EU wrangles over Brexit delay as 'no-deal' looms
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European Union leaders wrangled on Thursday over what kind of Brexit delay to offer Britain as their hopes faded that Prime Minister Theresa May can win over her own parliament to ensure an orderly withdrawal.
They grilled May for over an hour at the start of a Brussels summit, notably on how she saw her chances of winning lawmakers' backing for a treaty that they have twice rejected. If she fails and nothing changes, Britain will lurch out of the bloc into legal limbo at 11pm London time on March 29.
May repeated to leaders her public statements that she could get her deal through parliament next week, diplomats said. But she had no answers when asked about the risk of failure.
"The session with May was not good in terms of the atmosphere," said one person familiar with the talks. "The other leaders lost any hope that she can get the deal passed."
A British source agreed that EU leaders had asked a lot of questions and described the mood as "OK".
A draft communique seen by Reuters before the talks would have given Britain until May 22 to leave -- but only if May won the parliamentary vote next week. The extra time is needed to complete legislation before ushering in a transition period to
at least the end of next year, during which little would change.
However, once May left the room, leaders launched into hours of talks that ran into dinner, considering several possibilities if she fails to get the deal she struck last year with the EU ratified in time.
Possible new deadlines included May 7 or Dec. 31 -- though the latter only if Britain agreed by April 11 to take part in late May's EU elections.
May had asked for a June 30 extension to give time to pass necessary laws. But the EU wants Britain out before Europeans vote for a new EU parliament on May 23-26, assuming it will not hold its own vote. An even tighter end-date of May 7 would see Britain out before EU leaders meet in Sibiu, Romania, on May 8-9
for a long-planned summit to chart their post-Brexit future.
French President Emmanuel Macron has taken a hard line, reflecting fears that Britain, long a drag on Paris's goals of deeper European integration, would hang around inside the bloc for months or years. That, some say, could distract it from other issues and foster the kind of anti-EU nationalism that is on the rise across Europe before the EU election.
Voicing more clearly the fears of business that a no-deal Brexit as soon as next Friday would hurt economies across the continent, German Chancellor Angela Merkel was arguing for caution, though diplomats said many leaders now saw a British departure, deal or no deal, by June at the very latest.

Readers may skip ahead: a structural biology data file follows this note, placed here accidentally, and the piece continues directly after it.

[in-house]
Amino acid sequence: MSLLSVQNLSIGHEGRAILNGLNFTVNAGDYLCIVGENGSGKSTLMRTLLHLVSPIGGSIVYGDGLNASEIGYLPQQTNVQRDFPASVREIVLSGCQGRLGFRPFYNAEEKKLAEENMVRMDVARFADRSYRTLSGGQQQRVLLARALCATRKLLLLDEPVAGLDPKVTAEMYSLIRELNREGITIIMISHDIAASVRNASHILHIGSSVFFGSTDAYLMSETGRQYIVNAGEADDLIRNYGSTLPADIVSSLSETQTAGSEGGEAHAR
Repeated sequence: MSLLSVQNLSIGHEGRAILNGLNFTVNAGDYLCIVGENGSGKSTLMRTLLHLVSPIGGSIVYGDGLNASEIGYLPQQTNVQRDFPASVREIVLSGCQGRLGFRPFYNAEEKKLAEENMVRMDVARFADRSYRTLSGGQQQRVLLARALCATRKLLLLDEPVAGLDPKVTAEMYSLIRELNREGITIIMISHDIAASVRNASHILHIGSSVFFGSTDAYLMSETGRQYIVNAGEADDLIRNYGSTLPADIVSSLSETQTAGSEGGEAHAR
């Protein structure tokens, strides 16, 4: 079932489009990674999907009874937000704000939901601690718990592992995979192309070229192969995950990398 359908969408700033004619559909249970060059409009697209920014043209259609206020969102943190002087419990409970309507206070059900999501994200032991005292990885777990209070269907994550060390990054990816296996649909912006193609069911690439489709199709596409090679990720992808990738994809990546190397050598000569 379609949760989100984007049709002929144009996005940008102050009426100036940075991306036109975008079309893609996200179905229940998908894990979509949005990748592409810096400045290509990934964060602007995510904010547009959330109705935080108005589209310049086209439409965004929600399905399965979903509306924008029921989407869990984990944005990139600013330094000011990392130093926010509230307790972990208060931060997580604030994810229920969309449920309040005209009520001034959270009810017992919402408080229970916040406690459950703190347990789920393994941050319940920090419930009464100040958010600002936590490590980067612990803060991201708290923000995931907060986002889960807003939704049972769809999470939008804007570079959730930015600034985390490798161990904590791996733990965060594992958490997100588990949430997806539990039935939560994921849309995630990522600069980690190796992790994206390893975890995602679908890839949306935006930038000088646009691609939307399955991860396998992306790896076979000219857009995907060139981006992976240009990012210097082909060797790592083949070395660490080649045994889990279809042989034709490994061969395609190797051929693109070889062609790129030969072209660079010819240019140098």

Macron told reporters before the meeting: "In the event of another 'no' vote in Britain, we will be heading towards a 'no-deal'. Everyone knows it."
Merkel vowed to "work to the last minute" to avoid a disorderly withdrawal.
The 27 have shown remarkable unity on Brexit since Britons voted three years ago to leave. But the strain of deciding how to manage a "cliff edge" exit for the British economy brought the top leaders into animated discussion for the first time.
If May does win her vote, there is little problem in a short extension. The leaders had all but ruled out a short extension if she lost, but on Thursday evening there was renewed focus on the possibility that a delay of a few weeks beyond March 29 might be desirable, even if there was no prospect of a deal.
Diplomats said some of the harder brinkmanship from the continent should be seen partly as intended to pressure British members of parliament to back May's deal or face chaos. "But there is a real risk of an accidental hard Brexit," one warned.
May has said delaying Brexit beyond June would be a failure to deliver on the Brexit referendum of three years ago. So any choice to go for a longer delay might be accompanied by her stepping down and paving the way for a major political shake-up in London.
An address to the nation in which she blamed parliament for a failure to secure Brexit appeared to irritate the very lawmakers she needs to win over next week.
May said she was still working on support for her deal, which envisages negotiating a bespoke close relationship with the EU that keeps Britain outside its customs union or single market.
"I am still working on ensuring that parliament can agree a deal so that we can leave in an orderly way," she told reporters.
"A short extension would give parliament the time to make a final choice that delivers on the result of the referendum."
But positions have hardened after a chaotic week when the parliament's speaker questioned whether she could even bring her deal to a third vote.
The small Northern Irish DUP, which gives May's government a majority in parliament, said it was no closer to backing her agreement, its Brexit spokesman said. Hardline eurosceptics in her own Conservative party also say they could never approve a deal that, according to them, would trap Britain in the EU's orbit indefinitely.
British opposition Labour leader Jeremy Corbyn was also in Brussels, speaking to EU officials about his alternative plan for Brexit, which he says could be negotiated during an extension and pass through parliament.
Irish Prime Minister Leo Varadkar summed up the situation in London, with no little understatement, as "somewhat chaotic".